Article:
The builders of fan vaults had no way of knowing this fundamental fact. The analysis of stresses in a shell was far beyond their theoretical capacities. On the basis of long experience, however, the masons developed several techniques that greatly increased the stability of the vaulting. The narrow volume at the base of the conoid above the tas-decharge is termed the vaulting pocket. In many fan-vaulted ceilings the pocket was filled to a height of about a meter with a solid rubble made up of stone chips and cement. In the chapel of King's College, the rubble reaches precisely the same height in each conoid, indicating that it was a planned element of the structure rather than a casual afterthought.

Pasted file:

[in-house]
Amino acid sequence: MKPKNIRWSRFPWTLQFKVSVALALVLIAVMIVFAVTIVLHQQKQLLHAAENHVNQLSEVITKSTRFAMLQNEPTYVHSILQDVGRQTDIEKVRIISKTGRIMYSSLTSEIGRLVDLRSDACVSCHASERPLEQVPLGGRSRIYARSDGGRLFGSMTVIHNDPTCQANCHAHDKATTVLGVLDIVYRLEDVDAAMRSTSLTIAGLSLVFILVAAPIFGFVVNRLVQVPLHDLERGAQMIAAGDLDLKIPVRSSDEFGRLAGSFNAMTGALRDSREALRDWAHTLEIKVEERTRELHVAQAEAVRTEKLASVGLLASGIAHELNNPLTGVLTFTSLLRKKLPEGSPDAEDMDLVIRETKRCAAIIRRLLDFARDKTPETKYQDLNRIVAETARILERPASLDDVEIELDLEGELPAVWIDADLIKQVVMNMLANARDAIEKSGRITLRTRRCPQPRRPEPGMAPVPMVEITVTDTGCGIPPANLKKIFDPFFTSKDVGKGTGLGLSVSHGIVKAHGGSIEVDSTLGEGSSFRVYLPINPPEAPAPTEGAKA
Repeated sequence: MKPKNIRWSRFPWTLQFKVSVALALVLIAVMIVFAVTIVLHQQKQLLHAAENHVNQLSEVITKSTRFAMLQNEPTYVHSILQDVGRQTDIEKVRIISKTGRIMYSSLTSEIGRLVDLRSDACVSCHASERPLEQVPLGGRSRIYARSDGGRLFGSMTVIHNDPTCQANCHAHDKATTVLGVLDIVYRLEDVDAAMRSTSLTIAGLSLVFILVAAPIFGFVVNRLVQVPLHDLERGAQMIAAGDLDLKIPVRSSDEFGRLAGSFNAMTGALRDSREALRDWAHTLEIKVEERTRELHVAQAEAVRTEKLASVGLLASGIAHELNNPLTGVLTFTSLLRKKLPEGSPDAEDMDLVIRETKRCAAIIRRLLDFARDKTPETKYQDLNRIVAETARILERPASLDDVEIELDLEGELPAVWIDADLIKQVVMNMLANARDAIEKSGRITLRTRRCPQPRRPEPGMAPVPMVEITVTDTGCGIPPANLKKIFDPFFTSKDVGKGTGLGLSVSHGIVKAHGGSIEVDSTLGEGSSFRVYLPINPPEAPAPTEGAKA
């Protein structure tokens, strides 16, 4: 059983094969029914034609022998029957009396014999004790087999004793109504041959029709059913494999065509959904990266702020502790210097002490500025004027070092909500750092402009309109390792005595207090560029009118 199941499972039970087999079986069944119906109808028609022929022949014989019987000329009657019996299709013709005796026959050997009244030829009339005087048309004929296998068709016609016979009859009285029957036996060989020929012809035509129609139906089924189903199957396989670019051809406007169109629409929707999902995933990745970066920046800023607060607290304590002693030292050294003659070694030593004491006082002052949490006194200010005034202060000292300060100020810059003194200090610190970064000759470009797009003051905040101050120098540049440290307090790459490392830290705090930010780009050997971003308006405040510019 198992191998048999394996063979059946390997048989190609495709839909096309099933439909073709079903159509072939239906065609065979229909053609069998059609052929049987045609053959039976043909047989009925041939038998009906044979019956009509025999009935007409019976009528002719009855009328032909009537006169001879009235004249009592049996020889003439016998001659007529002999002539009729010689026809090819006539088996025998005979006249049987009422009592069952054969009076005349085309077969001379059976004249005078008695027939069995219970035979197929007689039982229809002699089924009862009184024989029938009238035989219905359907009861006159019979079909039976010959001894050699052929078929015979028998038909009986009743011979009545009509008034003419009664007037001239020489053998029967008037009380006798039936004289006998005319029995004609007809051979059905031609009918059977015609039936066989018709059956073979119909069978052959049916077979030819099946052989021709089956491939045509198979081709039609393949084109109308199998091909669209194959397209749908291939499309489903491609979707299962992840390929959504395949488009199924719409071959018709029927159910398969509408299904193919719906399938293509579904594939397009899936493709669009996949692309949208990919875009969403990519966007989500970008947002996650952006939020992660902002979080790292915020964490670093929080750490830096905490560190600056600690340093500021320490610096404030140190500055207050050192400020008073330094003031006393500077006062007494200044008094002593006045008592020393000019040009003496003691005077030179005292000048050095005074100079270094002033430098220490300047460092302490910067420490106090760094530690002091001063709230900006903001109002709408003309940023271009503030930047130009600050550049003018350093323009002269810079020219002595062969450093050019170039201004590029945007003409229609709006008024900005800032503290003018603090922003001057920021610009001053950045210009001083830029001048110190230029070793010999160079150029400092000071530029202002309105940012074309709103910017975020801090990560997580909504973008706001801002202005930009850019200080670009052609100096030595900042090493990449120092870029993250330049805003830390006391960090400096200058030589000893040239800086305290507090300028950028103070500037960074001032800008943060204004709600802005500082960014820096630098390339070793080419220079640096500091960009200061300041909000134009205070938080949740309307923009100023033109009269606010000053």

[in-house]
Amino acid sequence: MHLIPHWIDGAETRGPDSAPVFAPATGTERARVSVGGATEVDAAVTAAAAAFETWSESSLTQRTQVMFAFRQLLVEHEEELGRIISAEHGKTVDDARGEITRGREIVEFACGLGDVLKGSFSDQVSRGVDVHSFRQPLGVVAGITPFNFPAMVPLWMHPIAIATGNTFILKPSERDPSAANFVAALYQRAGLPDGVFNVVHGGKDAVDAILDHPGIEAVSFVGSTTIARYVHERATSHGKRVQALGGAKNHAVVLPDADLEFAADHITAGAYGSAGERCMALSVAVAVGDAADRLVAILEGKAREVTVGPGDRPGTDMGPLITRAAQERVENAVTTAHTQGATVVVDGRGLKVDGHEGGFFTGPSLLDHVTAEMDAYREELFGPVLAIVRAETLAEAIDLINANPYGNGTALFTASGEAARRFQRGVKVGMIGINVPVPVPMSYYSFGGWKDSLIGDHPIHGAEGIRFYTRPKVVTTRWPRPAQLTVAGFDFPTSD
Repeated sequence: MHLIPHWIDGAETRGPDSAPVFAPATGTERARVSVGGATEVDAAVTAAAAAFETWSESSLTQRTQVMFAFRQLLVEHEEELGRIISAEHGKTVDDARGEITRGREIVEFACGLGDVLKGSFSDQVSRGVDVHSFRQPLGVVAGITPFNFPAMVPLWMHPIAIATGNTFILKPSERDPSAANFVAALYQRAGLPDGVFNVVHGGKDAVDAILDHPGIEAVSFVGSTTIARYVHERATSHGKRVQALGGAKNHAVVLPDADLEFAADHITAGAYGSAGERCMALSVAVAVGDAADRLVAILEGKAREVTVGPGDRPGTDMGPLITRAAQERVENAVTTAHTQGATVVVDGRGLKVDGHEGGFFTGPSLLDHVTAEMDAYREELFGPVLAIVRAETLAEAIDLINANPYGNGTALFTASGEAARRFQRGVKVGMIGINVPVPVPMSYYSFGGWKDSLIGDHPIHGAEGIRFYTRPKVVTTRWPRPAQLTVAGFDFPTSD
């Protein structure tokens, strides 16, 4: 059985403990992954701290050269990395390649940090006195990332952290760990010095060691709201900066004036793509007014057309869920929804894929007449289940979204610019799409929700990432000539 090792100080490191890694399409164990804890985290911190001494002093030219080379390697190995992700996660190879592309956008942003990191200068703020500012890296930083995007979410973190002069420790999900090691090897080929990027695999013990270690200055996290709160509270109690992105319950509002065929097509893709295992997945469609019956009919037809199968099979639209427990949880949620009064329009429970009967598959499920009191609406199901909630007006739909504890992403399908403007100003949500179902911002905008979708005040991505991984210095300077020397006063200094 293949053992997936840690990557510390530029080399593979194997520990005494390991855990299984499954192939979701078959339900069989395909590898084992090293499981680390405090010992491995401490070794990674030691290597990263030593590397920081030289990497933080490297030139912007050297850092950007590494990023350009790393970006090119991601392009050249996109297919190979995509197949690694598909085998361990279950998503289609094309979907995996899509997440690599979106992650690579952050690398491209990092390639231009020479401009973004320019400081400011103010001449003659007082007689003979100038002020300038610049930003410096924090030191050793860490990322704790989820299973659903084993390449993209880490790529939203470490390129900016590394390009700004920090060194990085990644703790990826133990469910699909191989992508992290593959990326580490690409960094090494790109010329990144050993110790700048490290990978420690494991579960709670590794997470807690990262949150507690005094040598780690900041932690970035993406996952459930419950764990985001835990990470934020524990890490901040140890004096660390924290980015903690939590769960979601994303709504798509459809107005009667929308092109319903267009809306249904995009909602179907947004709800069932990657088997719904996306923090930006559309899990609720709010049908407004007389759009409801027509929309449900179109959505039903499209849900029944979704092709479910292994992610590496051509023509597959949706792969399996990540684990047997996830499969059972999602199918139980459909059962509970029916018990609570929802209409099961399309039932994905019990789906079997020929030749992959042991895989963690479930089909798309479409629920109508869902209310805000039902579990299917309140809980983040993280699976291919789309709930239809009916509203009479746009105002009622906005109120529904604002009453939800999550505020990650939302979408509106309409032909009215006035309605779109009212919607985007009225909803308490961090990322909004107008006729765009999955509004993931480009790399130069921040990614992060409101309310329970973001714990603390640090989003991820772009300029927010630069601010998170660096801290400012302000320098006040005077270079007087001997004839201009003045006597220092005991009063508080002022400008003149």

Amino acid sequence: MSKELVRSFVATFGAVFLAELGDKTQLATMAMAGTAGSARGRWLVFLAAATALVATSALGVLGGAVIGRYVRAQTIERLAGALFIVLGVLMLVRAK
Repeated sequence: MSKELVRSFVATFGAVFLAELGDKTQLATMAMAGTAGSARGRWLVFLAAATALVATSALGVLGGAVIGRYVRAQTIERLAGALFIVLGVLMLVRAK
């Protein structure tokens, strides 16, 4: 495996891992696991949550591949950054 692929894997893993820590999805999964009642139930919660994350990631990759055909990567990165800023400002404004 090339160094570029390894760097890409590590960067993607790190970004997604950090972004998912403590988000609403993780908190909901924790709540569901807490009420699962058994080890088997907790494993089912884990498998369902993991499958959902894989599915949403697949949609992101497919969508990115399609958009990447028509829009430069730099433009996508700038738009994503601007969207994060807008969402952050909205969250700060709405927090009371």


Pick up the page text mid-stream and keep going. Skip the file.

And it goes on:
The presence of the rubble fill has three significant consequences. First, the thrust surface extends into the rubble fill, which conveys the thrust to the wall. In this way the thrust is distributed over a much larger area of the wall than it would be if the shell alone transmitted it to the wall. Second, the rubble acts as a weight cantilevered over the floor. The weight opposes the outward thrust of the conoid reaching the walls in the corner of the bay and thereby further reduces the stress put on the walls.

Most significant for the stability of the conoid, the rubble fill reduces the span of the vaulting that functions as a shell structure. The rubble cannot act as a shell because it is a substantial three-dimensional form rather than a thin sheet. Since the vaulting thrust passes into the rubble, the lower part of the conoid does not act as a shell.